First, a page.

The 2020 Tokyo Olympics Are Upping Their Technology Game

Tokyo Olympics

Although the sports industry has long utilized modern technologies to advance the development of athletes and competitions, a reality reiterated by the predicted growth of the sports technology market ($31.1 billion by 2024), we were heavily reminded of this partnership at this year’s Wimbledon competition. American multinational technology company IBM garnered international attention after it provided the world-famous tennis tournament with its artificial intelligence system. The system compiled highlight packages within minutes, saving teams of editors countless hours sifting through footage.

Wimbledon may be over, but with the 2020 Tokyo Olympics in full flow, we are going to see yet another major competition take advantage of new technologies. Below is a list of some of the innovations you will see the team at the Olympic Broadcasting Services use this summer.

New Technological Innovations At The Tokyo Olympics

Naomi Osaka, the Japanese tennis player and defending champion of the US Open, kicked off the 2020 Olympics on Friday, July 23, by lighting the Olympic Cauldron. This was, of course, fitting: Osaka was representing Japan, the host country of the event. Despite her shock exit in the third round of the women’s singles tennis, lighting the cauldron made Osaka the first active competitor to have this honor since the 2000 Olympics in Sydney, Australia. We’re sure she will take that pride to the US Open in August, where the 23-year-old has online sports betting odds of +400 to defend her title.

Undoubtedly the greatest athletic achievement and honor I will ever have in my life. I have no words to describe the feelings I have right now but I do know I am currently filled with gratefulness and thankfulness ❤️ love you guys thank you.

— NaomiOsaka大坂なおみ (@naomiosaka) July 23, 2021

It’s been an entertaining, heartful, and dramatic Olympics so far. The Philippines won their first-ever gold medal and USA gymnast Simon Biles pulled out of two finals due to mental health issues. Still, with all the drama and passion, people are experiencing the Olympics as they have in previous years. Some are using the Olympics as inspiration to continue their fitness journey, which, as we previously covered on Technoblogs, starts with drinking enough water. Then there are the individuals studying the Olympics’ use of new technologies, which they incorporate in the games every four years. This year, the Olympics Broadcasting Service will be using everything from multi-camera replay systems to 3D athlete tracking.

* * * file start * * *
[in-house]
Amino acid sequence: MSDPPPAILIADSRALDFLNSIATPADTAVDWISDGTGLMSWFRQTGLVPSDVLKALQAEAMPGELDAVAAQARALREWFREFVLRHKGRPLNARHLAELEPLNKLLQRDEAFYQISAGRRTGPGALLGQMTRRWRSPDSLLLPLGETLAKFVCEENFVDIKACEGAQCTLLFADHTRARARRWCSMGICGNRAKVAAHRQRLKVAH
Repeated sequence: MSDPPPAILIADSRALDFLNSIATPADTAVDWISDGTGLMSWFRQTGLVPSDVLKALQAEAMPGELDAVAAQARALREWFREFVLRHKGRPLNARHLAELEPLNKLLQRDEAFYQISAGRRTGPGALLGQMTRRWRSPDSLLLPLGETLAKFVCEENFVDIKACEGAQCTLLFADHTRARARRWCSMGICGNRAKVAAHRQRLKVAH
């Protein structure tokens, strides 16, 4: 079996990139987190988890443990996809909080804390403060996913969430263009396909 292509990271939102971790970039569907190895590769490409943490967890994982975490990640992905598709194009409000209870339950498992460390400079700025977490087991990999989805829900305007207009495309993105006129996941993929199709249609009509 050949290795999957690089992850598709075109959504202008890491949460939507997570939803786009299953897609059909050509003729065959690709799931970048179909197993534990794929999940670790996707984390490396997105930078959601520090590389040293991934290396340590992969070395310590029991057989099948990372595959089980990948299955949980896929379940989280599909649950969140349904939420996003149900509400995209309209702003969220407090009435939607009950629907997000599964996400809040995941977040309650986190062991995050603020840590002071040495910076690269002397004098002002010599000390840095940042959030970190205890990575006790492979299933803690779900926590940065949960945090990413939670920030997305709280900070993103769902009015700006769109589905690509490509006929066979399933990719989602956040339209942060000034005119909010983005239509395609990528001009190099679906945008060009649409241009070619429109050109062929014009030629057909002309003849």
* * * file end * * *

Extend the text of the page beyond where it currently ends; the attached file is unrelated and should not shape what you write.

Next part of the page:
Multi-Camera Replay Systems

Sport can change within an instant, which is why the Olympics’ use of a multi-camera replay system this summer will be a game-changer. The multi-camera replay technology, which will use different high-speed 4K cameras, will allow fans to see replays from a multi-angle experience. It will be used in several competitions, including sport climbing, volleyball, gymnastics, and track and field.

3D Athlete Tracking

Alibaba and Intel developed this year’s 3D athlete tracking technology. It is a broadcast enhancement technology that uses computer vision and artificial intelligence to improve the viewing experience. It does so by using overlay visualizations and real-time insights during track and field events. This technology will show fans how the athletes are performing and compare to one another. The 3D athlete tracking will be used in the 4×100 meter relay and the 100, 200, and 400-metre races.

2D Image Tracking

Watching events such as the marathon and race walks is fun until you lose the position of the athlete you are watching. Fortunately, this will not be a problem this year. The Olympic Broadcasting Services will use 2D video tracking technology to help both commentators and fans maintain an athlete’s position during an event.

The Olympic games have always provided viewers with a unique experience, but considering this year’s event is a digital experience for everyone but the athletes and their teams, it will be even more special. The Olympics Broadcasting Services has taken this into account and gone above and beyond to implement new technologies that will make the 2020 Tokyo Olympics something to remember.

About the author

Brian Altman

Brian Altman is with us for the last 10 years and manages technology-related newsletters, blogs, reviews, and weekly opinion articles. He is a passionate writer and is the chief of content & editorial strategies. He writes articles on artificial intelligence, Blogging, SEO, Technology, and cryptocurrency. Brian Altman is a professional writer from the last 8 years in this industry and, in leisure time, he likes to be connected with people via social media platforms. If you may wish to contribute a post though contact here:

Add Comment

Click here to post a comment